Sven Van Caekenberghe
sven at stfx.eu
Wed Nov 6 07:56:48 EST 2013
On 06 Nov 2013, at 13:20, Henrik Johansen <henrik.s.johansen at veloxit.no> wrote:
> On 04 Nov 2013, at 5:12 , Sven Van Caekenberghe <sven at stfx.eu> wrote:
>> Well, I just realised that ZnCharacterReadStream and ZnCharacterWriteStream did not yet make use of the optimisations that I did for ZnCharacterEncoding some time ago. More specifically, they were not yet using #next:putAll:startingAt:toStream: and #readInto:startingAt:count:fromStream: which are overwritten for ZnUTF8Encoder with (super hacked) versions that assume most of the input will be ASCII (a reasonable assumption).
>> I am still chasing a bug, but right now:
>> [ (ZnCharacterReadStream on: ('timezones.json' asFileReference readStream binary))
>> next: 65536; close ] bench.
>> "135 per second.” BEFORE
>> "3,310 per second.” AFTER
>> But of course the input file is ASCII, so YMMV.
>> I’ll let you know when I commit this code.
> Yeah… sooo, I loaded the updated version, great improvement for streams on Latin1 content :D
> Maybe it’s just me, but I tested with actual wide source as well (it was as slow as you’d expect), and I think you need a notQuiteSoOptimizedReadInto* which uses the normal Byte -> Wide become: conversion machinery.
> Writing a ZnByteStringBecameWideString handler for every next: (and cousins) call where source may be non-latin1 is a real chore/nasty surprise for those used to dealing with legacy streams/converters...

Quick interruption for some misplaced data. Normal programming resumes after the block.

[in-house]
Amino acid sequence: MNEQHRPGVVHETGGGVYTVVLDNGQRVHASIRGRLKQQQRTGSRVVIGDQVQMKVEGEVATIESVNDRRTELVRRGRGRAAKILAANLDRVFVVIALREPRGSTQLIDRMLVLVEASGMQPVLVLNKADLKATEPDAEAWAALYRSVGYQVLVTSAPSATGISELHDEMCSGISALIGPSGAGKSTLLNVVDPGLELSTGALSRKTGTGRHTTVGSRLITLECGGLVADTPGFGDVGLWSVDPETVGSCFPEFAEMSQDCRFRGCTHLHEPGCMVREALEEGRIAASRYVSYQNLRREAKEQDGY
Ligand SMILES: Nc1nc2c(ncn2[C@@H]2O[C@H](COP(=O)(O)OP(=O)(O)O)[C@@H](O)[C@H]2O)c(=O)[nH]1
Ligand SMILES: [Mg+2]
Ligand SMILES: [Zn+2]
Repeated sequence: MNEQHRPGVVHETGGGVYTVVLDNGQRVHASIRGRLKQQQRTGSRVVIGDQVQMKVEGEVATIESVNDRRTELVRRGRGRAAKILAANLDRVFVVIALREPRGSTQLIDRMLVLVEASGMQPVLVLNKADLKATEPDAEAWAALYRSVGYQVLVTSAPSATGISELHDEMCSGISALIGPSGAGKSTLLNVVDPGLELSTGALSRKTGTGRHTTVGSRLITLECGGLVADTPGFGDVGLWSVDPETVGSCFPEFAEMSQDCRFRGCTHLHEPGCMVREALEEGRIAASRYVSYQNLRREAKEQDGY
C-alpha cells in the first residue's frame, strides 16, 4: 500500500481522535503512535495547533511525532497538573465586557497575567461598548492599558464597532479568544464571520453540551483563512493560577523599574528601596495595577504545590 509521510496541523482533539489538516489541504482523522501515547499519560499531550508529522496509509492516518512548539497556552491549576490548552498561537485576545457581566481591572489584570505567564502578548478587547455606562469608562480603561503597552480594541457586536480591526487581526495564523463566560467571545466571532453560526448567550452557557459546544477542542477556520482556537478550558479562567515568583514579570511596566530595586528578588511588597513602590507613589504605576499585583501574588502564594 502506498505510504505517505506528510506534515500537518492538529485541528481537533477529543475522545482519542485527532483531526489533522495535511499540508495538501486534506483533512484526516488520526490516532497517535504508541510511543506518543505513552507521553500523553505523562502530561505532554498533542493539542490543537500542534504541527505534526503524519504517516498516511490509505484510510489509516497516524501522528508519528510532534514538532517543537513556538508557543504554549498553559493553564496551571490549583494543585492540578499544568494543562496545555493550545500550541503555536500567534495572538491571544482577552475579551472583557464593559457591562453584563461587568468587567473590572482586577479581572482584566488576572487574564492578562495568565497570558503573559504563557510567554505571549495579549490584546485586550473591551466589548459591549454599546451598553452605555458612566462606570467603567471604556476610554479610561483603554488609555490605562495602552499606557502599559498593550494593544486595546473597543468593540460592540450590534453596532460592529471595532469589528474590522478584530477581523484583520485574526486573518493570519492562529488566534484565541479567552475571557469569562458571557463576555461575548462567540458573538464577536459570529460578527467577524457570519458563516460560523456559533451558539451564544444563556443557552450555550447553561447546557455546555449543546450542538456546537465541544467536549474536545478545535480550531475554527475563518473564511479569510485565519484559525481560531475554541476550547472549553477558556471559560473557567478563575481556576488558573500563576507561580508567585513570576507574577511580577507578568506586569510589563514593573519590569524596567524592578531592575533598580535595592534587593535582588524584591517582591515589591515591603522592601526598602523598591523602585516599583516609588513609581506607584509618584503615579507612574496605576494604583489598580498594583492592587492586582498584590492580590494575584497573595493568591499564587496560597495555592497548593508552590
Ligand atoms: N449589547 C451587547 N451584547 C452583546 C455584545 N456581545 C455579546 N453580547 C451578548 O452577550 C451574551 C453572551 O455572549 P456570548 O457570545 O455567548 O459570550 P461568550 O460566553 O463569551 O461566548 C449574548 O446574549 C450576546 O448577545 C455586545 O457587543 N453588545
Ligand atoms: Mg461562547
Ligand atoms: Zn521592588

> You can sort of kinda make up for the performance hit (at least on these sizes) with a faster replace:from:to:with:startingAt: in use after the fact, by using basicAt:put: to the string, thus avoiding converting the replacement value to character.
> PS: Why is ZnByteStringBecameWideString a notification and not a resumable exception? I would assume those who run into it without a handler would rather have an actual error, than a result where their string has been read up to the first wide char…
Henrik, thanks again for the feedback, it is really useful.
You are right, the ZnByteStringBecameWideString hack was introduced specifically to avoid the become, because benchmarking showed that it took too long. The original user is ZnStringEntity>>#readFrom:
Now, if you know up front that your string will be wide anyway, then there is #decodeBytesIntoWideString:
Yes, ZnByteStringBecameWideString should probably be a resumable exception, as not handling it properly will lead to errors.
I will have to think and reconsider the generality/specificity of the optimisation hack in ZnUTF8Encoder. I got some ideas, but it will take some time.
At least the code works now, time to process the constructive criticism.
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